Elevator Pitch for Startups
Elevator Pitch for Start-Ups
An elevator pitch for start-ups is a condensed, easy-to-understand version of a business idea delivered in the time it takes to ride an elevator. Entrepreneurs must be prepared to give a pitch at any time, including an elevator ride. The elevator pitch is used to interest an investor or executive into investing or joining the company. Its goal is to simply convey the overall business idea or concept in an exciting way.
The pitch should be a concise and clear description of the start-up, and intriguing enough that an investor would want to learn more. It should include a few basic topics, such as the entrepreneur’s background, business idea, how it’s unique, the benefit to potential clients, and a short request for feedback on the idea. If successful, the potential investor may ask for more information or even a meeting.
Here’s more on what to include in your pitch:
1. Entrepreneur’s background
Explain why you are qualified to run the business without going into a detailed breakdown of your resume. For example, if you plan to open a restaurant, you should include your years of experience as a chef or restaurant manager.
2. Description of the business
Rather than simply stating that the plan is to open a restaurant, you should cover in detail the type of cuisine and how it fits into the local restaurant scene.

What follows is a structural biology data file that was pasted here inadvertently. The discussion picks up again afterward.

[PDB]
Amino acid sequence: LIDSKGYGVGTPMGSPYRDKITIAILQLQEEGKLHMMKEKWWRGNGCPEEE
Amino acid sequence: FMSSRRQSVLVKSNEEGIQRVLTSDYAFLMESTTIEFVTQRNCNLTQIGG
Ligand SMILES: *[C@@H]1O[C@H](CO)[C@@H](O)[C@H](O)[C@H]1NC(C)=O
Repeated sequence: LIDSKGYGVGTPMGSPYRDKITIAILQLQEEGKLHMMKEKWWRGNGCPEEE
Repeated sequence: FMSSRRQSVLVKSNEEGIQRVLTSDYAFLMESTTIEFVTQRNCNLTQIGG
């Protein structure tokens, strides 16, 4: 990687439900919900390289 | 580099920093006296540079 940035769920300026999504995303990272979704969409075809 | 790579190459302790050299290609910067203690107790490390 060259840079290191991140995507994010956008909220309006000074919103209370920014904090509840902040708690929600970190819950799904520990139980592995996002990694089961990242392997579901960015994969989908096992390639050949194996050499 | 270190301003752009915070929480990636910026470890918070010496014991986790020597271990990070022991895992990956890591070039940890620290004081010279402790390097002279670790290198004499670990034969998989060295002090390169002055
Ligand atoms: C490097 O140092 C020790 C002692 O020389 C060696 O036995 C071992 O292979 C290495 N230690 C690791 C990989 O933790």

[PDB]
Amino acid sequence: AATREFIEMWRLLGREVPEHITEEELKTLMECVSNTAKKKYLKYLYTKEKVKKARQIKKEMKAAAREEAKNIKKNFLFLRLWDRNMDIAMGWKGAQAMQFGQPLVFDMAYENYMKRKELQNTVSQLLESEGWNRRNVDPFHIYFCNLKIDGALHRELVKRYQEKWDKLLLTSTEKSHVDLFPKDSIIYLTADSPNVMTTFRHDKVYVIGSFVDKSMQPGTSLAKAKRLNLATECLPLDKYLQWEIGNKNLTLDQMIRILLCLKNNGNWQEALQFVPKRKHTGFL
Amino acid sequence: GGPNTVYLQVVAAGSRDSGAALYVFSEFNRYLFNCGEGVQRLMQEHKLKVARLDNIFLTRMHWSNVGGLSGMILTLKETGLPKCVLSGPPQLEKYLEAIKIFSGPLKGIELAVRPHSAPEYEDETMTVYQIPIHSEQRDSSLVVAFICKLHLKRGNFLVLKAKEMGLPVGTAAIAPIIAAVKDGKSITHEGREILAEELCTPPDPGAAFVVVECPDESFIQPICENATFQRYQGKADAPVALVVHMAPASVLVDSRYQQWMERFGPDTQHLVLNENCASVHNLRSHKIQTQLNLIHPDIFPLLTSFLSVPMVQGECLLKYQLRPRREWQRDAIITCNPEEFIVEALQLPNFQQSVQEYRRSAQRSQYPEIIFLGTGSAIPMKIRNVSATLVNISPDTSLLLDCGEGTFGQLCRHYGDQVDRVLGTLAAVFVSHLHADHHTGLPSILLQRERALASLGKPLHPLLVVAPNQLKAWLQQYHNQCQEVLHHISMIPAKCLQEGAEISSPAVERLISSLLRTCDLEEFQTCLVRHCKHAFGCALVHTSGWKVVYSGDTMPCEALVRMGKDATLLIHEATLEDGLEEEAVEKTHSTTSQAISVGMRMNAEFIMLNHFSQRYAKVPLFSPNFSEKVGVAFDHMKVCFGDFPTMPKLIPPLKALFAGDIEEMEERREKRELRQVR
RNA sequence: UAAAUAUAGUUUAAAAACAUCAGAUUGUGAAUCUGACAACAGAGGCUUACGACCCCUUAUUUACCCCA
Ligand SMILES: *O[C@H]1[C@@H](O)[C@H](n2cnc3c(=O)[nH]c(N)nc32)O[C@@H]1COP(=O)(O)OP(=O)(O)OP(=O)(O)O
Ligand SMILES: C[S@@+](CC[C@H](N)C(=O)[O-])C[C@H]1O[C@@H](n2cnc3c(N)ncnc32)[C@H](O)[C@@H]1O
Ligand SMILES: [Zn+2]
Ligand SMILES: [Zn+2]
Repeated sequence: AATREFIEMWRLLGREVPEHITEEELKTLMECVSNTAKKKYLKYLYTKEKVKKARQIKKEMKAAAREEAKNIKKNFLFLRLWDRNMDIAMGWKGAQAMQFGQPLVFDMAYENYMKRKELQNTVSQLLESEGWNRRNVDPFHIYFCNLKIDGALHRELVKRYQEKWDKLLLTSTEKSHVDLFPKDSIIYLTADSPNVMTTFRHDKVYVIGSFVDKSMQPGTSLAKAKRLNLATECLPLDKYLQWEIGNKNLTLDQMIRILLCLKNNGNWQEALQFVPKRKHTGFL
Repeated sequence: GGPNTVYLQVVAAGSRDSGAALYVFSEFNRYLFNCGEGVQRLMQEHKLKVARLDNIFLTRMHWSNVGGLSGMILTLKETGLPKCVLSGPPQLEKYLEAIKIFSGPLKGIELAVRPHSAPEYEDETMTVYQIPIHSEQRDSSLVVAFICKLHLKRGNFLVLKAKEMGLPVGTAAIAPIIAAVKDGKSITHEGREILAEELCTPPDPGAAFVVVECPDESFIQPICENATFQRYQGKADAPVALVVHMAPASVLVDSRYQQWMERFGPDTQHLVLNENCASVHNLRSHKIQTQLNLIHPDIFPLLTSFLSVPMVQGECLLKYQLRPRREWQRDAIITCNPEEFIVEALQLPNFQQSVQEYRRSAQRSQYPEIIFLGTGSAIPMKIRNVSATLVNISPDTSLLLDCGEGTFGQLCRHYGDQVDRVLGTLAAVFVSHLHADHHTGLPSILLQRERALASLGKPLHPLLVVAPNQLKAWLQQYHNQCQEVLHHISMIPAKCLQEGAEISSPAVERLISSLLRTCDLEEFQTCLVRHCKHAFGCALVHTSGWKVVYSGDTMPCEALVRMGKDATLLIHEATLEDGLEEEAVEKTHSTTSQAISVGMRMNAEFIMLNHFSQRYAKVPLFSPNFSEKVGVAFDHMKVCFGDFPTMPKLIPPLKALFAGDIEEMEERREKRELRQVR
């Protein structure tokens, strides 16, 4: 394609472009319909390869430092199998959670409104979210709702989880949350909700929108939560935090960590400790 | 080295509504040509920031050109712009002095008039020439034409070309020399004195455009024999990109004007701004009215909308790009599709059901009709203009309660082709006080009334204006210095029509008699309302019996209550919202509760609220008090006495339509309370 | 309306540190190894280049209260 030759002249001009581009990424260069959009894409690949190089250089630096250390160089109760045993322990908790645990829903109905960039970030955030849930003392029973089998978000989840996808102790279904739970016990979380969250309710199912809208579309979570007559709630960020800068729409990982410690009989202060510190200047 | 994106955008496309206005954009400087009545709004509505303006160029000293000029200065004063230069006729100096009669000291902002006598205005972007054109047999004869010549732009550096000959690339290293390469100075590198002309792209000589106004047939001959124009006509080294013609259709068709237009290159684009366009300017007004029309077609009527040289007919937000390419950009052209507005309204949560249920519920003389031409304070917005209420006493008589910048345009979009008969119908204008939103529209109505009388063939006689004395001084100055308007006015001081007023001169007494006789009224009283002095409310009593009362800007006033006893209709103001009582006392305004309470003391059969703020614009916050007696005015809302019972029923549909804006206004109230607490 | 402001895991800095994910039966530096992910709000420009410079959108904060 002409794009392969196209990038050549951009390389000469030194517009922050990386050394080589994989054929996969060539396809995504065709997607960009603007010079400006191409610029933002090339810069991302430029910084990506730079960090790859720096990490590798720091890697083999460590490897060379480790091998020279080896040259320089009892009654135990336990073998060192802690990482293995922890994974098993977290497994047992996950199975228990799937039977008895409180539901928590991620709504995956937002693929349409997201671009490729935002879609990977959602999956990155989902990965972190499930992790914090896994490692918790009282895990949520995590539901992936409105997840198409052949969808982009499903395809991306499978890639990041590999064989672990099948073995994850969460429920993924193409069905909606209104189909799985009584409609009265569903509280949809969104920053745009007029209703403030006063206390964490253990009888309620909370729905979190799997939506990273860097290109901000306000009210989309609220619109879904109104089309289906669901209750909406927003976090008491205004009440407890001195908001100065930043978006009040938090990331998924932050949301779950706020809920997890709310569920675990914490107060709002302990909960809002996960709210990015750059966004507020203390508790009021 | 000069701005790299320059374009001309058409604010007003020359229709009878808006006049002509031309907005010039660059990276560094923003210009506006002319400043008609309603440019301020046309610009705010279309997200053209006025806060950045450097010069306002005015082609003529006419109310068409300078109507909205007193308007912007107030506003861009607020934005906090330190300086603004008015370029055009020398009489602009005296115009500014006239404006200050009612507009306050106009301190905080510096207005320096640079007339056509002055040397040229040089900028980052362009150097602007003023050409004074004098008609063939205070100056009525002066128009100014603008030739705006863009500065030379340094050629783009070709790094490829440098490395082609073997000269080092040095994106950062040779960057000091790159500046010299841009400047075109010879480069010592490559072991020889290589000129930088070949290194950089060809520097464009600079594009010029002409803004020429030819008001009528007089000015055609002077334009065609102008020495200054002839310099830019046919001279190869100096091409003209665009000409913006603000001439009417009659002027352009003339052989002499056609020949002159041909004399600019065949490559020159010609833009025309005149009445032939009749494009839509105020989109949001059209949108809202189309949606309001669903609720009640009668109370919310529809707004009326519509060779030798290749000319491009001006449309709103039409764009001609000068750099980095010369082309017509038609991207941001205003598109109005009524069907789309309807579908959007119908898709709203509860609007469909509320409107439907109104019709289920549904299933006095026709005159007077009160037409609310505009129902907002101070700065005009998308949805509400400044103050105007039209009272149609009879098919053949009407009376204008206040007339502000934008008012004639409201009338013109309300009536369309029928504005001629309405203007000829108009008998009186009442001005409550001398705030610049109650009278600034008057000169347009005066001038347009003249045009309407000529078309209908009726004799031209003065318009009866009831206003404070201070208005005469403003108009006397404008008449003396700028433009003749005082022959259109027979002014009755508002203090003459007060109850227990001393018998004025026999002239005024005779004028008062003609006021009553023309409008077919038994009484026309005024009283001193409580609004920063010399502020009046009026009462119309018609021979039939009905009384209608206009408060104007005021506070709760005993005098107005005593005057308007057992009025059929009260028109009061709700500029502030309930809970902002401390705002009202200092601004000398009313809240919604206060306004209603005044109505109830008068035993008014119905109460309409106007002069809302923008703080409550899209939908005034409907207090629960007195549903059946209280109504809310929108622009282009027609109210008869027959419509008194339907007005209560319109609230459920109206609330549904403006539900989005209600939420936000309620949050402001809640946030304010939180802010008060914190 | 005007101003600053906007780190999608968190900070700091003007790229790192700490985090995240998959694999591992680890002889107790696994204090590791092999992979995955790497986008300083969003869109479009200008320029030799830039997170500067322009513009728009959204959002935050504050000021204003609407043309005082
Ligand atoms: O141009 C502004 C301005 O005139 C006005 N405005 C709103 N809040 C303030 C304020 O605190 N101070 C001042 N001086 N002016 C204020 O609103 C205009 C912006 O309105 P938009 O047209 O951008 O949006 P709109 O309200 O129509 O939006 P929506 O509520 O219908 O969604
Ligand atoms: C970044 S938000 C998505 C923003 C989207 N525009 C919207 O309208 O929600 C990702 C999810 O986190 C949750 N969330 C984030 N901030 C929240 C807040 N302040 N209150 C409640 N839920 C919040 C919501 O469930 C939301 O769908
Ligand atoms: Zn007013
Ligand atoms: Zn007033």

3. How the business is different
Explain the attributes of the business that set it apart from its competitors. For example, is this the only restaurant of its type operating in the area? Is the business hiring a renowned chef? You should state the unique value proposition of your business.
4. Benefit to potential customers
You should highlight how the business (via a unique process or product, for instance) would benefit its customers and the problems it would solve for them.
5. Feedback and follow-up
Have your business cards ready and end your pitch by asking for a phone call or even a short request for feedback on your idea. You should also get the business card of the person you are pitching to. If the person is interested, you should follow-up with them within 24 hours.
Besides these tips, pitches should also avoid being overly wordy, using jargon, being too general, focusing too much on the entrepreneur, or seeming “desperate”.
An elevator pitch can often make or break a business in the eyes of potential investors and key customers. Hence, the entrepreneur should ensure that their business idea well-researched and irrefutable.
Brandenburger, Alaina. (2021, April 29). “How to Write an Elevator Pitch to Raise Money for Your Startup”. https://www.business2community.com/startups/how-to-write-an-elevator-pitch-to-raise-money-for-your-startup-02401733
British Library Business & IP Centre. “Know your elevator pitch”. Accessed June 22, 2021. https://www.bl.uk/business-and-ip-centre/articles/know-your-elevator-pitch
Morah, Chizoba. “What is an Entrepreneur’s Elevator Pitch?”. Last updated November 26, 2019. https://www.investopedia.com/ask/answers/08/entrepreneur-elevator-pitch.asp
Wise, Sean. (2018, February 13). “I’ve Heard 20,000 Elevator Pitches. Here’s What They’ve Taught Me About Getting Funded.” https://www.inc.com/sean-wise/what-10000-hours-of-investor-pitches-can-tell-you-about-landing-perfect-pitch-in-21st-century.html